Since forewarned is forearmed, read through these eight common things we often catch ourselves saying plus suggestions for less hurtful ways to say them.

 

 

1. “How can you not remember that!?”
That lengthy discussion you had last week with your dad about getting the car inspected might as well never have happened. Older people often lose short-term memory before long-term and forget all kinds of things we think are monumentally important, like where they put their glasses or the keys – or when to take the car into the shop.

Say instead: “See this sticker? If the car isn’t inspected before the end of the month, a cop will give you a very expensive reminder.” Place a few Post-it notes around – on the dashboard, fridge, and bathroom mirror. Add a smiley face to keep the tone light. And if you still think your parent might forget, make the appointment then call your mom that morning to remind her.

 
2. “You could do that if you really tried.”
How hard is it to change the lightbulb in the table lamp? Well, if your hands shake a lot or you can’t reach the shelf where you keep the spare bulbs – or you’ve grown wary of electrical outlets – very hard. Simple tasks, like tying shoes, can become next to impossible if you have arthritis in your fingers or your back doesn’t bend easily. And being shamed into trying something doesn’t help.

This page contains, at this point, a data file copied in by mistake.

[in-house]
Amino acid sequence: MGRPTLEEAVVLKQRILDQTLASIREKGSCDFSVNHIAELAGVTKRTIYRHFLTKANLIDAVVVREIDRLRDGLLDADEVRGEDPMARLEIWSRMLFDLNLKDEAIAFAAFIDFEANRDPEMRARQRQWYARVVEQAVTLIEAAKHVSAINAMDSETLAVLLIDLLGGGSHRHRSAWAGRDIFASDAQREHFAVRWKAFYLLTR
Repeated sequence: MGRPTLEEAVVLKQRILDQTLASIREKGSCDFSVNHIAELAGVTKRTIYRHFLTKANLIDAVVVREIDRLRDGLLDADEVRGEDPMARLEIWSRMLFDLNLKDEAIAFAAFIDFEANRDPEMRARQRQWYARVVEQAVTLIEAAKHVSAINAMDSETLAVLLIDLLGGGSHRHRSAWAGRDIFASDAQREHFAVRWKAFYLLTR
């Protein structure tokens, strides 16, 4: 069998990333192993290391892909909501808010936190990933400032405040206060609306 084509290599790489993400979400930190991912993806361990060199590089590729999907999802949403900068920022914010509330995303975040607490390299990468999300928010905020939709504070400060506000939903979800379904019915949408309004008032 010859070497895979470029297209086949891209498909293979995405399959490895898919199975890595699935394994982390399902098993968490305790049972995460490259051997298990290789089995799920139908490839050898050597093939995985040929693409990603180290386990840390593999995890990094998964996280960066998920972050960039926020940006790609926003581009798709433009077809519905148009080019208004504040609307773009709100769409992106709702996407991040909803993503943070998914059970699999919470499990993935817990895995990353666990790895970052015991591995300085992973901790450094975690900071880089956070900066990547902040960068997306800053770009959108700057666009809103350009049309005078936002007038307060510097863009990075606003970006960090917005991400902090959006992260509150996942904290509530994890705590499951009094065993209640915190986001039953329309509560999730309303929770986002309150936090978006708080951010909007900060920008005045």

Always Be Kinder Than You Feel
Say instead: “Let me watch and see where you’re having trouble so we can figure out how this can get done.” Or if you live out of town: “Ask (so-and-so) for help.” Older Americans, like everyone else, want to maintain their independence. But if a project is truly beyond their capabilities and they either don’t know anyone who could help (Or won’t ask), you might want to try find someone who can lend a hand.

 
3. “I just showed you how to use the DVR yesterday.”